There were some interesting things about the dome park. For one thing, it was in Zone 1, which is strange in itself, considering it's underground. But the people wanted a park, a safe place for their children to go, but above all, a place to see the sun. The people had cut a hole in the metal sky of the underground world, and put a dome over it. It's the only place in Zone 1 that the sun shines through, and the inhabitants are very happy for this. The dome juts out on Top Gate in the shopping plaza near Greenwhich station. It's a popular attraction there as well. The more well off citizens take their children or dates there to peer into the dome, at the people underground who aren't as cash sufficient as they are. Every now and then, you might find a family from Top Gate walking in the park. It's starting to get more popular with the rich people, they say it gives them a chance to connect with the average folk and the history of Metropolis. But Kenichi knew it was a fad, soon the park would be just another old memory pushed in a corner for the people of the top half.
He began walking to the train station. He would be going to one in the north section because it was closest, but he still had over a mile to go. The north section had three stations, so did the south, the east, and the west. Metropolis was big. Oh, so disgustingly big.
As he walked he looked through the windows of clothing stores and boutiques. He loved the new designs of clothes, all the retro fashions and cooky electronic devices. But he liked the ones in Zone 1 better, not to mention all of the antique shops and old school video arcades. There was even a place in Zone 1 that had an old Atari gaming system, and Space Invaders the game from the early 1980s! Such antiques were so hard to find, but Kenichi cherished them, and it was a welcome treat to spend his leftover money fighting aliens.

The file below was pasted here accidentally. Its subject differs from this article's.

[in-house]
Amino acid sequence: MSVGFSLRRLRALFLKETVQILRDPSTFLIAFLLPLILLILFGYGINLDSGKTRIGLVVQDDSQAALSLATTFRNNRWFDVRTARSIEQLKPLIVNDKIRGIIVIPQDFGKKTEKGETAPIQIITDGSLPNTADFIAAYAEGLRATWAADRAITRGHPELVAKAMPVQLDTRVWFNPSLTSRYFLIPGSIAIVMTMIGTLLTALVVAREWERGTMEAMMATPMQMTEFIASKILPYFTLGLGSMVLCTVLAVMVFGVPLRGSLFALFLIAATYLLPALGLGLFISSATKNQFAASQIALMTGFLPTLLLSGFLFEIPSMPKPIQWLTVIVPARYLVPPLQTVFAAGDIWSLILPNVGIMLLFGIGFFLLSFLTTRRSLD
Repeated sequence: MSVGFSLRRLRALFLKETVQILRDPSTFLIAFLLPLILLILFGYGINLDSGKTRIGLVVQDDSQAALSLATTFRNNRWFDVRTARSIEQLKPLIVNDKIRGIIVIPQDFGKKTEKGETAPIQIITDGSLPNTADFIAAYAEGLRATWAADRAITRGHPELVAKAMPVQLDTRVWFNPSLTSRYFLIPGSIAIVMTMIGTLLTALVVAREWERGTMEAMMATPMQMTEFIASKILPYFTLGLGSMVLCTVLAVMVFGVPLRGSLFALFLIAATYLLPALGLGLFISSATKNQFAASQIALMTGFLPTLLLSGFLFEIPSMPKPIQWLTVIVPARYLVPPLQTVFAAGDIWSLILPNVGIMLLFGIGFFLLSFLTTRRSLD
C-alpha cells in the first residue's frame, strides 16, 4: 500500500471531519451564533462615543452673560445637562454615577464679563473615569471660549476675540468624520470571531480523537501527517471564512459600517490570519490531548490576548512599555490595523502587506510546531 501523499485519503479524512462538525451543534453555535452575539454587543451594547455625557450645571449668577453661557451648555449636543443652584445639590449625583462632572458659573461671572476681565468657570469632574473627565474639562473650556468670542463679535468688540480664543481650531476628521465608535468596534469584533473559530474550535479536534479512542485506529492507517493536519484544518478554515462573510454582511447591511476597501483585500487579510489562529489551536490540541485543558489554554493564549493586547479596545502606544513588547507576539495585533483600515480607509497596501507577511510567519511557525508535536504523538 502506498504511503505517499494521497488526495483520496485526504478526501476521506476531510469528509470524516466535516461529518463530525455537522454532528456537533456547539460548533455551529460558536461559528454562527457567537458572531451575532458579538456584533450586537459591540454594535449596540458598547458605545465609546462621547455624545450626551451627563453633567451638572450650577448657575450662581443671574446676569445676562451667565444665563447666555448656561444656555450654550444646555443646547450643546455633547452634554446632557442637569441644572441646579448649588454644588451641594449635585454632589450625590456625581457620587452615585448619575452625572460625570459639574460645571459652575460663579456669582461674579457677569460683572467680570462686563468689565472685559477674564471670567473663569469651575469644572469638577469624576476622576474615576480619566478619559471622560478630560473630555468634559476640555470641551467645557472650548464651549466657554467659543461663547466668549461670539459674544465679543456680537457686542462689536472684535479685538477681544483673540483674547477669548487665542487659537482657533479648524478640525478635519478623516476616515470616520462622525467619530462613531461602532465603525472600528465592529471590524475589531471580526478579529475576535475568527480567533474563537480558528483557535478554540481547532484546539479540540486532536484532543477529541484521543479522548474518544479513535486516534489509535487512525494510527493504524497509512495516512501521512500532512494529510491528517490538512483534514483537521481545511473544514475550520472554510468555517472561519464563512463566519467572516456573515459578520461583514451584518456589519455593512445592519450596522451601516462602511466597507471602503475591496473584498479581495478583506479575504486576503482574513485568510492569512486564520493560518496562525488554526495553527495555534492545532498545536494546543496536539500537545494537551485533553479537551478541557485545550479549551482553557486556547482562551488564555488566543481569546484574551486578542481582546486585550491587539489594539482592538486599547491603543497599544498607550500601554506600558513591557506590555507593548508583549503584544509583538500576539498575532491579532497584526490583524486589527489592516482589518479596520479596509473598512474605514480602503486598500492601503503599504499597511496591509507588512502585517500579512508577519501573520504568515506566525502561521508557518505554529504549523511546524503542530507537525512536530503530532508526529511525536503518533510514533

After some walking, he finally got to the train station, herds of bustling people going in and out of the swinging doors. He walked in, happy at the warm feeling that hit his bones, and began walking to the other end near the escalators. He passed shops, McDonalds and Chinese food stalls, and even a vendor who tried to sell him a pair of sunglasses. But he had a clear idea where he was headed, and didn't stop for any of the temptations. He went down the escalator to the bottom floor, hundreds of people squishing him against the railing as he counted the minutes it took. In actuality, the escalator split into three parts, because there were three different levels. Some people got off at the first split, which were the trains headed for the west section, some at the second, which were the trains headed for the south. But Kenichi stayed on until the third split. When he got off, only electricians and plumbing supervisors were left on going to the basement, a load of subway trains waiting to take them to Zone 2. Kenichi thought he saw a few Marduks along with them.